Date published: 1 September 2015
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Working papers

Does longitudinal change in adolescent educational expectations for university study vary by ethnic group?- CLS working paper 2015/4

This CLS working paper explores change in pupils’ educational expectations between ages 14-16 systematically across white, Indian, Pakistani, Bangladeshi and Black Caribbean adolescents under a psychometric framework using cohort panel data from Next Steps (formerly known as the Longitudinal Study of Young People in England).

Key words: adolescent educational expectations, ethnicity, longitudinal mediation modelling, latent variable structural equation modelling

Author: Michael Tzanakis
Date published: 1 June 2015
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Working papers

Linkage to health administrative data- CLS working paper 2015/3

This CLS working paper documents the the first longitudinal exploration of consent to link survey and administrative data. It relies on a theoretical framework distinguishing between passive, active, consistent and inconsistent consent behaviour.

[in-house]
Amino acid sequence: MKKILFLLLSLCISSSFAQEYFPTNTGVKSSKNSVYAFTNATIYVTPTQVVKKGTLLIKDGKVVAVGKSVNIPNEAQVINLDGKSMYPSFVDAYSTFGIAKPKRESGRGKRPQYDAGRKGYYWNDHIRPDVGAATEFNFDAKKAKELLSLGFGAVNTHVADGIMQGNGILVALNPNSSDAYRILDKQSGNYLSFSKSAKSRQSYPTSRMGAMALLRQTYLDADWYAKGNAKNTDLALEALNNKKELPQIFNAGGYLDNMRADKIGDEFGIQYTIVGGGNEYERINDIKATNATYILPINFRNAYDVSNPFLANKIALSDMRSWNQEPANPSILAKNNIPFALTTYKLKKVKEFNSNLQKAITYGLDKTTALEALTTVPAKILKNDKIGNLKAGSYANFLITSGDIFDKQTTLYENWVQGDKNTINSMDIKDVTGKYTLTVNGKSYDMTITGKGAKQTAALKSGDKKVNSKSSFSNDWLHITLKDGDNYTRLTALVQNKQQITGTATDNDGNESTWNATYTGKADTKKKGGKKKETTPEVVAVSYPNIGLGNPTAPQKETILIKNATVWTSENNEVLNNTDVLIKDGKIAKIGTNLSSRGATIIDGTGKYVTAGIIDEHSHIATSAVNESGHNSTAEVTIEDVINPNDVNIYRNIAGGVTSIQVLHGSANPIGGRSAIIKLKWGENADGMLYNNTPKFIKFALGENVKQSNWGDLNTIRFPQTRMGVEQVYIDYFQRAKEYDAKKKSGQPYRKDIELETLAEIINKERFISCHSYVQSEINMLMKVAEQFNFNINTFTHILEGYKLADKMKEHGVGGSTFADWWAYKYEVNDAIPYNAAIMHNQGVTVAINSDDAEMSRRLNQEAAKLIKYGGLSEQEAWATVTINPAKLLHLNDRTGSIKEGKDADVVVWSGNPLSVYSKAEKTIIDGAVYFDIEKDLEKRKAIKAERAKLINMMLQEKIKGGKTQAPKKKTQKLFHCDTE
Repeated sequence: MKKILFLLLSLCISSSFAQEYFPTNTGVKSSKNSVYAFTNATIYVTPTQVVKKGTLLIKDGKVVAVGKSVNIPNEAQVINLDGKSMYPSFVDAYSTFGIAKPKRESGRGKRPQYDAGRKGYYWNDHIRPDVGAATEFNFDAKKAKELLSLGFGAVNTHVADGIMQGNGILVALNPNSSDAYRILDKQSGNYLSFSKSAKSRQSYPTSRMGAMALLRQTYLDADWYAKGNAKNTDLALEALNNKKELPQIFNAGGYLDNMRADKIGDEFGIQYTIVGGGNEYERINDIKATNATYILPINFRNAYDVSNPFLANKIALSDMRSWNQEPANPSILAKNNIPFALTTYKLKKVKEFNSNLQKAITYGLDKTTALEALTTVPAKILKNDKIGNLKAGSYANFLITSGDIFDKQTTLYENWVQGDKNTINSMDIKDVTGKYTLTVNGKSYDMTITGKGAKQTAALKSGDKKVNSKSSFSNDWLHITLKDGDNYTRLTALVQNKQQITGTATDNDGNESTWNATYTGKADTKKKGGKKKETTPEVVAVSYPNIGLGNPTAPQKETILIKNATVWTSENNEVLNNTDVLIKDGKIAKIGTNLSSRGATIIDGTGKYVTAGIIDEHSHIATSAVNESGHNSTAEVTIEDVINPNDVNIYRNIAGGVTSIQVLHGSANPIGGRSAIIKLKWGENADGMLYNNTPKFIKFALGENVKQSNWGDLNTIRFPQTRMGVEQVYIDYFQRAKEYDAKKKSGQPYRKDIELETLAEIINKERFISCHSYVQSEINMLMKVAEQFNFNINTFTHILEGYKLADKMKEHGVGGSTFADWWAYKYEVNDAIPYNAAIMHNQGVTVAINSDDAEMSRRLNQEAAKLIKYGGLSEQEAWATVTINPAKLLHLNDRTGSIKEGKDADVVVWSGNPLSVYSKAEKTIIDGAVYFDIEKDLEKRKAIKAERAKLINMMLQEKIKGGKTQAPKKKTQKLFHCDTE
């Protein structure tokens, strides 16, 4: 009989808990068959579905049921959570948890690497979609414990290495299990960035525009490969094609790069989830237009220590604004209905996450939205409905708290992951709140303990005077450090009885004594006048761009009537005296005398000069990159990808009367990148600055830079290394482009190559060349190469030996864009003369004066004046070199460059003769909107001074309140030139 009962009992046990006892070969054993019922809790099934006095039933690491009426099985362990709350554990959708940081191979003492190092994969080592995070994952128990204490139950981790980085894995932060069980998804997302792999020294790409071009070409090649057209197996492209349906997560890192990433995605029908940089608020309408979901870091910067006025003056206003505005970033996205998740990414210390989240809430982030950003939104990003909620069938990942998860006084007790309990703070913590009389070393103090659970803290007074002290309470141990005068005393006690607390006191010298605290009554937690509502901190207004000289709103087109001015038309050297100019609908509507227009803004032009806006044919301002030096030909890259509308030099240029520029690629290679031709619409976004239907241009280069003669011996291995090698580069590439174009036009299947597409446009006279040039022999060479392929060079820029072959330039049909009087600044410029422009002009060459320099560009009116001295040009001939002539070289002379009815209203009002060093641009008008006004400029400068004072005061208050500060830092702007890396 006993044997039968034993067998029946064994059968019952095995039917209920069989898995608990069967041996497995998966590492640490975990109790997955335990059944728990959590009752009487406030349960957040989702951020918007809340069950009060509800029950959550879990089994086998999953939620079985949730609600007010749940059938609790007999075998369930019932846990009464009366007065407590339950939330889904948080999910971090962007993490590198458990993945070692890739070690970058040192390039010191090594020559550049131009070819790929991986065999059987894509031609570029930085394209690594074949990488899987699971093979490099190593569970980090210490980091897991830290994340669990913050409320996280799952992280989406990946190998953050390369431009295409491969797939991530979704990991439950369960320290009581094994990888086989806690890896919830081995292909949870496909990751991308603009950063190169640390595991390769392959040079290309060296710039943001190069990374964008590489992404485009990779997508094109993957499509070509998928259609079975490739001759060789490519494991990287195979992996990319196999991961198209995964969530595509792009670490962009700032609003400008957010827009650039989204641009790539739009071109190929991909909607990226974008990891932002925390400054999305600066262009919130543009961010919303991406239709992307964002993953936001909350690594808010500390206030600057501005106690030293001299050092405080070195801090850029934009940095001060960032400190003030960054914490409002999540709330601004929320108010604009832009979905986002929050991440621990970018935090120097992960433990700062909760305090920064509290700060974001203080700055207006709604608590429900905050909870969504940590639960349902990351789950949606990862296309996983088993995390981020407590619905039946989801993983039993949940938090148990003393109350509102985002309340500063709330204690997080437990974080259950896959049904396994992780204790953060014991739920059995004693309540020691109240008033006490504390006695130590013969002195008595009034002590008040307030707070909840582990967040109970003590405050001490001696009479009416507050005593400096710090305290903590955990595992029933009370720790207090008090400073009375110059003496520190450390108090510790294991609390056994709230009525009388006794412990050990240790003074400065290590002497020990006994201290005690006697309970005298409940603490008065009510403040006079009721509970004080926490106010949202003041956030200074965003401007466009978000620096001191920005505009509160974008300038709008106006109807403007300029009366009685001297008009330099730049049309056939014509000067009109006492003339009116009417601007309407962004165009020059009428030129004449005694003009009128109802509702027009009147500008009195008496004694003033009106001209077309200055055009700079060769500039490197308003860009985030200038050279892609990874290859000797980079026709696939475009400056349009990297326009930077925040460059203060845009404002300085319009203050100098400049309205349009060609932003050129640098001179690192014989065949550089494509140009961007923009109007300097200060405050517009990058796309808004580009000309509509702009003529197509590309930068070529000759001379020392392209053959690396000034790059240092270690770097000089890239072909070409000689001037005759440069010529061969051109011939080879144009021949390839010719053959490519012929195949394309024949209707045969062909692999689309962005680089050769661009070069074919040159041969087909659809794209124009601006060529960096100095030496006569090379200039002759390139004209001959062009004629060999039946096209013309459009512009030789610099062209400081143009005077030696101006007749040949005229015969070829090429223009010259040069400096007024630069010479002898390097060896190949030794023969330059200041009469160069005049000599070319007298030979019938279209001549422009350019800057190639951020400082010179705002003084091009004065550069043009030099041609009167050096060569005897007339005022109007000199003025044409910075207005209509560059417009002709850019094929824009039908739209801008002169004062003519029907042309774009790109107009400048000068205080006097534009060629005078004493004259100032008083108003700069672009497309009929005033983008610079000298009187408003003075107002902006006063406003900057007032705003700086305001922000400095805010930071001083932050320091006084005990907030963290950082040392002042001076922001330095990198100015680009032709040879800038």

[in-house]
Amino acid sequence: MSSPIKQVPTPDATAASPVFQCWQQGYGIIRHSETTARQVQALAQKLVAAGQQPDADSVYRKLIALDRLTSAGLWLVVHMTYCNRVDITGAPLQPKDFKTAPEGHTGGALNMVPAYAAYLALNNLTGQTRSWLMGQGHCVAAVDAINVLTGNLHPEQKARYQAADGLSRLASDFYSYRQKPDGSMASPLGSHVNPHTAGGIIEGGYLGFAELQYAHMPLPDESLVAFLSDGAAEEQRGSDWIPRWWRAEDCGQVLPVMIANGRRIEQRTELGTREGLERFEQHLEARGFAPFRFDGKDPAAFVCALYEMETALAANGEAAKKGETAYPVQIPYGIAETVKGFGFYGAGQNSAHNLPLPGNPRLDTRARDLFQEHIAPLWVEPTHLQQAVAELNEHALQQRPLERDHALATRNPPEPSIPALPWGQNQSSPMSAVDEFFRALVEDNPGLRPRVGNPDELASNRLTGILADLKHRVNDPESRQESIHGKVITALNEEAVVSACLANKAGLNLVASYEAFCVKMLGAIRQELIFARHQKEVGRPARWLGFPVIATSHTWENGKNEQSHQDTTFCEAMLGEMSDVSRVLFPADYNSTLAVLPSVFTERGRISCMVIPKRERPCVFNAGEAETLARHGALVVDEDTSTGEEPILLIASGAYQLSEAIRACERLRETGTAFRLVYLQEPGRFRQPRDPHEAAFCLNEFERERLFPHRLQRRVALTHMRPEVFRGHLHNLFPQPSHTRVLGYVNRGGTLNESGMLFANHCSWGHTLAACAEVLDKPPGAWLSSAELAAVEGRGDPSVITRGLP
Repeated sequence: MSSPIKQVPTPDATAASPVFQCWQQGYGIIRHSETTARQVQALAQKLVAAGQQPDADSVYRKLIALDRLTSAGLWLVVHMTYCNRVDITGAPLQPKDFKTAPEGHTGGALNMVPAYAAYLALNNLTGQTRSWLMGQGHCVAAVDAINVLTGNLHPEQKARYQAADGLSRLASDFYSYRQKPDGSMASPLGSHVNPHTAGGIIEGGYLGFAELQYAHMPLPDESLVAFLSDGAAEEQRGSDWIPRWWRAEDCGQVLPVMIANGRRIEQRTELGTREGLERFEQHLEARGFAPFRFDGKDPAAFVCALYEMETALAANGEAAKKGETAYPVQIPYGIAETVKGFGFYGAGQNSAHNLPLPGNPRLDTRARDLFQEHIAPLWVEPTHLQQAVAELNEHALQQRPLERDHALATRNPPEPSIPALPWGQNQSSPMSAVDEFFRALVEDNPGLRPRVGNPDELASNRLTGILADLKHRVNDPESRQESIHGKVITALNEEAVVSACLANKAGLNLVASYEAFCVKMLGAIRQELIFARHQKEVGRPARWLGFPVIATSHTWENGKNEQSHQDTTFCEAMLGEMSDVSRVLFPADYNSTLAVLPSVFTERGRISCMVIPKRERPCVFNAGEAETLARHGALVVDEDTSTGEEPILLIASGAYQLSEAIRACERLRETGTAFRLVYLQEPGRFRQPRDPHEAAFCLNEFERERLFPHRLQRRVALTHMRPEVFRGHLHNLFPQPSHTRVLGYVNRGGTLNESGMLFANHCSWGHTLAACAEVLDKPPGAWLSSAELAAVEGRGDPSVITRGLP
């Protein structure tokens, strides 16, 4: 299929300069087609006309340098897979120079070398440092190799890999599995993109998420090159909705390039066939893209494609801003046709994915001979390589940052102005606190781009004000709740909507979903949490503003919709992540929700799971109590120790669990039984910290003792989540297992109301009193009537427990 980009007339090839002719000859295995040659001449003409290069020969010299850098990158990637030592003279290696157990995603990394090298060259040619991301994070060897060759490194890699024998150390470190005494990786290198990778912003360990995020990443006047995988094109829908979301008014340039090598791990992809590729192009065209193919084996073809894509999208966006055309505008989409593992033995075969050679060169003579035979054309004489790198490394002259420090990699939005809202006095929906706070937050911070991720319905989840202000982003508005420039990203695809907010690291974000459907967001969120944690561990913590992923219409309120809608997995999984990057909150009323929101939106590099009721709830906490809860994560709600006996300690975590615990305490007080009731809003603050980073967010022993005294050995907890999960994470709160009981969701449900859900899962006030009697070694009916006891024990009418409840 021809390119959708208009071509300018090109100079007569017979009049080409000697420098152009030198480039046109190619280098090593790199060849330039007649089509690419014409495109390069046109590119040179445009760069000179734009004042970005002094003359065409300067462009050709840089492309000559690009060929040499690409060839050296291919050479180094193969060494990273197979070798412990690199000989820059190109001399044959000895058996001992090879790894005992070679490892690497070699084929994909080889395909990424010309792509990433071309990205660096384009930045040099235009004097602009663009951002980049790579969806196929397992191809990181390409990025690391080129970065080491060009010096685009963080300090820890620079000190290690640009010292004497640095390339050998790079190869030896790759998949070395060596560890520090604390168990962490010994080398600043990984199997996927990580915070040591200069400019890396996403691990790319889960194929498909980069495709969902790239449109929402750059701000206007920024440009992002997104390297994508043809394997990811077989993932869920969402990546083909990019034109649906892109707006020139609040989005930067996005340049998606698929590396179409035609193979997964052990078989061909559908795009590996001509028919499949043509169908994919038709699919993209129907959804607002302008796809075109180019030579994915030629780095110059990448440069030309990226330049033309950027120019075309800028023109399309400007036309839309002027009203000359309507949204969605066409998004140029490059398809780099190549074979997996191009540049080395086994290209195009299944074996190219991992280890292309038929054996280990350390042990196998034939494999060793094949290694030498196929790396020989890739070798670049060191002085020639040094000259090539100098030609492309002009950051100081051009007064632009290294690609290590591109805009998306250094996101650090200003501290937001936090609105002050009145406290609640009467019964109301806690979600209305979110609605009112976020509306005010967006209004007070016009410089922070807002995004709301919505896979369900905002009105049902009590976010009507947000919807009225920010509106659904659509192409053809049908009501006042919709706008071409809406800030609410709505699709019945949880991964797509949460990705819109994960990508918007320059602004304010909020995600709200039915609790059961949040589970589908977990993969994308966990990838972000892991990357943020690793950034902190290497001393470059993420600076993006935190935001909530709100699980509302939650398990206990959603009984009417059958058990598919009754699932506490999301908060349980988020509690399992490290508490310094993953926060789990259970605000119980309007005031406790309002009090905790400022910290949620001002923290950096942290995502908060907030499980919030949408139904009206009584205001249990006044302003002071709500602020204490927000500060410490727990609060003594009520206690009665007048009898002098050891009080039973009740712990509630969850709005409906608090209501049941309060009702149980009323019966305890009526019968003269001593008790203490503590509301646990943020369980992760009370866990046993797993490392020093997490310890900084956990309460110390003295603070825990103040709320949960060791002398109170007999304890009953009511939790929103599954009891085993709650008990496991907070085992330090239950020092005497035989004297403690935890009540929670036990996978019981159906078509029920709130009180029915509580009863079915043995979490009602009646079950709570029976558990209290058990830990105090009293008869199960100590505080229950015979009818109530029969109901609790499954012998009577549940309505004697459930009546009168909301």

Key words: Consent; data linkage; Millennium Cohort Study; longitudinal data.

Author: Tarek Mostafa and Richard D. Wiggins
Date published: 1 May 2015
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Working papers

Additive association of maternal and paternal body mass index on weight status trajectories from childhood to mid-adulthood in the 1970 British Cohort Study- CLS working paper 2015/2

This CLS working paper aims to (i) describe the weight status trajectories from childhood to mid-adulthood and (ii) investigate the influence of maternal and paternal body mass index (BMI) on offspring’s trajectories in the 1970 British Cohort Study (BCS70).

Author: Silvia Costa, William Johnson, Russell M Viner
Date published: 1 March 2015
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Working papers

The mysteries of religion and the lifecourse- CLS working paper 2015/1

This CLS working paper uses data from the 1970 British Cohort Study (BCS70) to analyse the changing role of religion on cohort member over their life course.

Author: David Voas
Date published: 1 January 2015